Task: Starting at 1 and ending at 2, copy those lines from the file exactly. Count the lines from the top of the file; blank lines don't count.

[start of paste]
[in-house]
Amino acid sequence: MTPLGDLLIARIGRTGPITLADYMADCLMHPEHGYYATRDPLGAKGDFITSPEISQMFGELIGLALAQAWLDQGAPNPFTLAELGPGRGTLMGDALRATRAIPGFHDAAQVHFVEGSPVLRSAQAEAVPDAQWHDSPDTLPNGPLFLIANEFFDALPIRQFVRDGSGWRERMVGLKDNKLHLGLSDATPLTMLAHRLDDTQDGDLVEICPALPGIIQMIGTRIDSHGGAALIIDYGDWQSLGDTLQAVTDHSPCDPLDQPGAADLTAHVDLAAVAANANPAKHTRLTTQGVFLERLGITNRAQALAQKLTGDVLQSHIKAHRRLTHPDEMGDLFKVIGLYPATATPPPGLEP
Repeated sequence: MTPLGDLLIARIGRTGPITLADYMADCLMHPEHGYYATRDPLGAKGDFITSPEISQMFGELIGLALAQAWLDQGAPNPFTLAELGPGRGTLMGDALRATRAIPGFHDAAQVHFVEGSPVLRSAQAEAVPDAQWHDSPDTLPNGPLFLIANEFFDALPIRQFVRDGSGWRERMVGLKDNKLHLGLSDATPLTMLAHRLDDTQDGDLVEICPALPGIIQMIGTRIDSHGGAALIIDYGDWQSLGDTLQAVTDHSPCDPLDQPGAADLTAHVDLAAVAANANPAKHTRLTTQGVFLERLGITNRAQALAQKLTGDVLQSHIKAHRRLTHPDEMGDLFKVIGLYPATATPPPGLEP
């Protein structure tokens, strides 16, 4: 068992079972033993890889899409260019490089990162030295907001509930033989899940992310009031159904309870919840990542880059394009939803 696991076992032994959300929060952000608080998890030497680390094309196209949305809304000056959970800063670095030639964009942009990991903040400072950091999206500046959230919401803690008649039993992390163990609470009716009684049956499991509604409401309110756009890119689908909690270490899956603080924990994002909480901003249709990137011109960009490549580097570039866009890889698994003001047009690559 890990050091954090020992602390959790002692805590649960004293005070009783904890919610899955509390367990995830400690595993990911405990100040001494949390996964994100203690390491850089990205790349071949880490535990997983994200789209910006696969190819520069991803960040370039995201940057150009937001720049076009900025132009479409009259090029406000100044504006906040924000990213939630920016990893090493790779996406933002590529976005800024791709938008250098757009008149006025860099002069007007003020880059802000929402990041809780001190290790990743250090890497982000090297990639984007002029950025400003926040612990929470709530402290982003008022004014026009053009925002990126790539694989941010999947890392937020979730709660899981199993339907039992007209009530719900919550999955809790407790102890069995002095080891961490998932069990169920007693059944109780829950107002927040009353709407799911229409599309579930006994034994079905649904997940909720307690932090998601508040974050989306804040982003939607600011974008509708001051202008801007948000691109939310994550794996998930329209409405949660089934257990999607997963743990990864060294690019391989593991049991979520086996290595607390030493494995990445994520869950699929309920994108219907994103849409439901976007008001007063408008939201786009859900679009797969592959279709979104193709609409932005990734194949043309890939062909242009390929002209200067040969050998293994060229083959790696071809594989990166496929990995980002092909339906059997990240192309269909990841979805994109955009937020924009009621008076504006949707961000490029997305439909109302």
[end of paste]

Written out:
[in-house]
Amino acid sequence: MTPLGDLLIARIGRTGPITLADYMADCLMHPEHGYYATRDPLGAKGDFITSPEISQMFGELIGLALAQAWLDQGAPNPFTLAELGPGRGTLMGDALRATRAIPGFHDAAQVHFVEGSPVLRSAQAEAVPDAQWHDSPDTLPNGPLFLIANEFFDALPIRQFVRDGSGWRERMVGLKDNKLHLGLSDATPLTMLAHRLDDTQDGDLVEICPALPGIIQMIGTRIDSHGGAALIIDYGDWQSLGDTLQAVTDHSPCDPLDQPGAADLTAHVDLAAVAANANPAKHTRLTTQGVFLERLGITNRAQALAQKLTGDVLQSHIKAHRRLTHPDEMGDLFKVIGLYPATATPPPGLEP